BY OLUKAYODE OYELEYE
IF THOSE 45 LEGENDARY American musicians who came together and sang, “We are the World, We are the Children,” in response to the early 1980 poverty, droughts and famine in Ethiopia were still to be all alive today, were gathered together today and told to sing that song again, their rendition this time would have changed drastically. The song itself would very likely have been changed into something like, “We are the World, We are the grandparents”, as many of those artists in their mid-30s then are well above 70 years old now; some are above 80 and some have died. “We are the World, We are the Children” was a Grammys award-winning hit song borne out of a charitable cause in response to a humanitarian crisis in Africa then. It reportedly sold more than 20 million copies, winning over $60 million for work in Africa. Those singers were just a single group within a diverse array of those concerned about the threat to some African countries then. Their logo for that humanitarian endeavour featured “USA for Africa,” in which case one musical note was written on the alphabet A of the USA while an ear of wheat was on the A that began AFRICA. Symbolically, it could have been interpreted to mean that a song from the US was used to bring food into Africa. Not a bad concept after all as all the profit – over $60 million – was reportedly donated to Ethiopia, Sudan, and other poor countries.
Thanks to the US musicians that gave their intellectual property and all other public spirited donors that readily financially supported the cause of Africa then. Thankfully too, Ethiopia has risen from the ashes of the environmental disasters of droughts and crop failures now to a sub-regional power. In that region, Ethiopia has suddenly become a regional manufacturing powerhouse; with an economy said to have been the fastest growing within the continent for several years, till 2019. Then came COVID-19 that hit the world, destroyed travels, logistics and supply chain business and slowed down Ethiopia’s economic growth. The Tigray war was to later slow down the economy even further. With COVID-19, Ethiopia’s flagship airline was devastated. Although it did not run at a loss, it nonetheless experienced a cooling off in the immediate aftermath of the protracted lockdowns. In what could easily be described as the biggest dam within Africa, especially ignoring the great Inga Dam in the DR Congo for the purpose of the present arguments, Ethiopia has successfully constructed the Grand Ethiopian Renaissance Dam (GERD), which has the ability to serve three purposes at the same time, namely: electricity supply, urban water supply and irrigation for farming.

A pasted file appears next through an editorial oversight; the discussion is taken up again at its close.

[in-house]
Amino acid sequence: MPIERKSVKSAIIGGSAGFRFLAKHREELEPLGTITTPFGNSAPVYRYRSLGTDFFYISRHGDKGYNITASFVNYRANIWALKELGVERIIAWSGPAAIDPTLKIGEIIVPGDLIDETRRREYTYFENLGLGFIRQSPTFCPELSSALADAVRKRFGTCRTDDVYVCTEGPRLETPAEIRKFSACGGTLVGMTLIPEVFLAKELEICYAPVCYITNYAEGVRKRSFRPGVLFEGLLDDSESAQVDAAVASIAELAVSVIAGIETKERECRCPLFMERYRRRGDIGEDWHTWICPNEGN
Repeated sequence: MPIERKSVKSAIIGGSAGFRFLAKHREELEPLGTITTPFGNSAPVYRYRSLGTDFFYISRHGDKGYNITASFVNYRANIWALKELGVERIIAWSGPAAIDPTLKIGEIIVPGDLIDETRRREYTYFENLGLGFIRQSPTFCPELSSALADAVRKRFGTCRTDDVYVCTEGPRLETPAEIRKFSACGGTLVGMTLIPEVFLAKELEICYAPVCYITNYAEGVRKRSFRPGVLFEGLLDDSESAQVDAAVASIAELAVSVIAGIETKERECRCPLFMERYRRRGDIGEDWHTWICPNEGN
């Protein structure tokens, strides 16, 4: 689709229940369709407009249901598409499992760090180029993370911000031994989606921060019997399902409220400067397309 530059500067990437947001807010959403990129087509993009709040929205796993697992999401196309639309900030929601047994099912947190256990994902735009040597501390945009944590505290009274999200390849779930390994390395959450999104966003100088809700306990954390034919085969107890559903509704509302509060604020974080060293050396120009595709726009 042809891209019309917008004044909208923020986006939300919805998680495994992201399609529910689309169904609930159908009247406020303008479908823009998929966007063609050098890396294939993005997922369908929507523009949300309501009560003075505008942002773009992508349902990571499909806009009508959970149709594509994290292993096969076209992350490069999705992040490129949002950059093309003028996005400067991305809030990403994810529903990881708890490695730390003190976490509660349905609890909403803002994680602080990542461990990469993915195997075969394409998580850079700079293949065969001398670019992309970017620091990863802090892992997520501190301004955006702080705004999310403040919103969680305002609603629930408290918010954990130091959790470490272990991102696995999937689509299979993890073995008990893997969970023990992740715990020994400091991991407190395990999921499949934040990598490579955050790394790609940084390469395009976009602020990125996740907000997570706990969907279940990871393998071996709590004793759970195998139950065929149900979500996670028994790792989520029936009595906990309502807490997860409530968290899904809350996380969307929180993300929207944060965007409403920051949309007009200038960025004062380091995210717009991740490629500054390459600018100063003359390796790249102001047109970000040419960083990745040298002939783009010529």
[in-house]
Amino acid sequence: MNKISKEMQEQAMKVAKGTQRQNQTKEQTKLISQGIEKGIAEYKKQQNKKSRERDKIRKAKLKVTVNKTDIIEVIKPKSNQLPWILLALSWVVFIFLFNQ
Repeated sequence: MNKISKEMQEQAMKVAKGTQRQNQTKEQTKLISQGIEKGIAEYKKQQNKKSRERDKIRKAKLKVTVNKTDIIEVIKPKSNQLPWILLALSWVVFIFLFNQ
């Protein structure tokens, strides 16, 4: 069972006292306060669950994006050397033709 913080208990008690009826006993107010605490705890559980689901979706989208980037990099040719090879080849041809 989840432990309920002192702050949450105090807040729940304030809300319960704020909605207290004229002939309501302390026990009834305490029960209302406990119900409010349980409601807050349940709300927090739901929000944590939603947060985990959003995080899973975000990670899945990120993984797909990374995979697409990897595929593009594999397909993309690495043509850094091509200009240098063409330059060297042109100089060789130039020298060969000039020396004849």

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Although Ethiopia is not yet the best it can be, it has been transformed from a drought-plagued and famine-ridden country to one with great prospects of becoming a regional bread basket and a major exporter of electricity to the sub-region. On the contrary, Sudan – a beneficiary of the same “USA for Africa” donations of the 1980s is still mired in large scale poverty, drought and famine today. Ideologies form part of all these crises. With many years of military dictatorship, Sudan is still grappling with internal crises, wars and food shortages. Compared to the resurgence of Ethiopia, the huge transformation of India after its own experience with poverty, drought and famine was similar and familiar. The Indian Bengal famine of 1943 – when the old India was still under British rule – was largely blamed on policy failure rather than drought. Ethiopia’s famine too was more of a result of the experimentation involving the shift from feudalism to Marxist-Leninist political framework that gave rise to agricultural policies that compounded the effect of the prevalent drought then. The radical land reform programme of 1975 that formed the cornerstone of the new political order caused so much devastation in the agricultural sector, leading in part to the 1984 famine in which no fewer than 300,000 people died and about seven million Ethiopians starved. The three years of great famine within a period between 1959 and 1961 in China symbolised by widespread food shortage was also a period of experimentation with communism in which some 30 million Chinese starved to death and about the same number of births were lost or deferred. The famine – which had overwhelmingly ideological causes – led to a rethinking of communist China’s approach to economic development and a revision of key economic policies.